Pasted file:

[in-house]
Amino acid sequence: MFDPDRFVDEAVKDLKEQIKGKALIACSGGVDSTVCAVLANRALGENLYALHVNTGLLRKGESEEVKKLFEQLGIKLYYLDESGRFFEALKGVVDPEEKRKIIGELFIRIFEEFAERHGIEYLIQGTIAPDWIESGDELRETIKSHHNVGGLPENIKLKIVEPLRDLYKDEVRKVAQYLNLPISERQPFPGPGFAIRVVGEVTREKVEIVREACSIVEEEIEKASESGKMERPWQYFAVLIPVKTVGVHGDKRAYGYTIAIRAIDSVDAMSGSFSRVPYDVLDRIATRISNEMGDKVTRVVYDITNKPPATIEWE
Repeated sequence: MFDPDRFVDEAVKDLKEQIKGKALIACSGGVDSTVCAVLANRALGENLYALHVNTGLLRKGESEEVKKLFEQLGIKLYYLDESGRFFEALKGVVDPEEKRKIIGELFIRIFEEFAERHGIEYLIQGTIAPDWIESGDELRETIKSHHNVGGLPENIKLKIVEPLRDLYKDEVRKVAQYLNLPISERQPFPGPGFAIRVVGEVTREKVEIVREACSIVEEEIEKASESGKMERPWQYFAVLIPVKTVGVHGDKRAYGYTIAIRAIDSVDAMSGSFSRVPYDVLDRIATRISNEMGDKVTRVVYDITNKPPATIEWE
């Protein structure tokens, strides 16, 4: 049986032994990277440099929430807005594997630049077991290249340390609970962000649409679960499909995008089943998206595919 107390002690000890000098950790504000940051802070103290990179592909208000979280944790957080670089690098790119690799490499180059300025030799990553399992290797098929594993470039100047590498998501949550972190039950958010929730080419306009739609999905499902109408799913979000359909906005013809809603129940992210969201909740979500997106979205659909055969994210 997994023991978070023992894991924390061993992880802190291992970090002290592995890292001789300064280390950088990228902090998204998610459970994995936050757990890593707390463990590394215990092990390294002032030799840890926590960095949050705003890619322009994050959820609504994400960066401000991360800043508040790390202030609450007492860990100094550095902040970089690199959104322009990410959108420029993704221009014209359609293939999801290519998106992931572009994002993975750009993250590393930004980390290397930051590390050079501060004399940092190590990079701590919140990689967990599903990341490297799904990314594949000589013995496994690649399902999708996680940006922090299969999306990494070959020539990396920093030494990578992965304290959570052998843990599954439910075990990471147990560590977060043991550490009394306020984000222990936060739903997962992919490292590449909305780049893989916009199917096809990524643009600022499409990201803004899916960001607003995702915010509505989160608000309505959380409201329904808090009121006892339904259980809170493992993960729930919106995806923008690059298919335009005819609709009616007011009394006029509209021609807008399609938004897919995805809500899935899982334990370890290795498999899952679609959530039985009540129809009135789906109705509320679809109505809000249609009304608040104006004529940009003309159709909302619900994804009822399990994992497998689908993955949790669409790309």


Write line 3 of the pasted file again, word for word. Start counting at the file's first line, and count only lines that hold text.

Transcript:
Repeated sequence: MFDPDRFVDEAVKDLKEQIKGKALIACSGGVDSTVCAVLANRALGENLYALHVNTGLLRKGESEEVKKLFEQLGIKLYYLDESGRFFEALKGVVDPEEKRKIIGELFIRIFEEFAERHGIEYLIQGTIAPDWIESGDELRETIKSHHNVGGLPENIKLKIVEPLRDLYKDEVRKVAQYLNLPISERQPFPGPGFAIRVVGEVTREKVEIVREACSIVEEEIEKASESGKMERPWQYFAVLIPVKTVGVHGDKRAYGYTIAIRAIDSVDAMSGSFSRVPYDVLDRIATRISNEMGDKVTRVVYDITNKPPATIEWE